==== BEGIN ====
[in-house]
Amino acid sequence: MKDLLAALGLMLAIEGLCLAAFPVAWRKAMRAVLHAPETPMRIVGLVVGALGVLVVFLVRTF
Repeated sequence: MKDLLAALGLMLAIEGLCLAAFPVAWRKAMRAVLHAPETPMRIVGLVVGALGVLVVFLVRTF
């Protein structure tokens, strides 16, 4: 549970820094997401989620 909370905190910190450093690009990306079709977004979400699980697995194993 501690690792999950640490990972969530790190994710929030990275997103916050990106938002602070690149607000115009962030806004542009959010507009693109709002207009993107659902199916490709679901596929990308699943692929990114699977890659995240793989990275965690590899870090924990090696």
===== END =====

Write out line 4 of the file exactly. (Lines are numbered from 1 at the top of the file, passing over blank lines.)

């Protein structure tokens, strides 16, 4: 549970820094997401989620 909370905190910190450093690009990306079709977004979400699980697995194993 501690690792999950640490990972969530790190994710929030990275997103916050990106938002602070690149607000115009962030806004542009959010507009693109709002207009993107659902199916490709679901596929990308699943692929990114699977890659995240793989990275965690590899870090924990090696």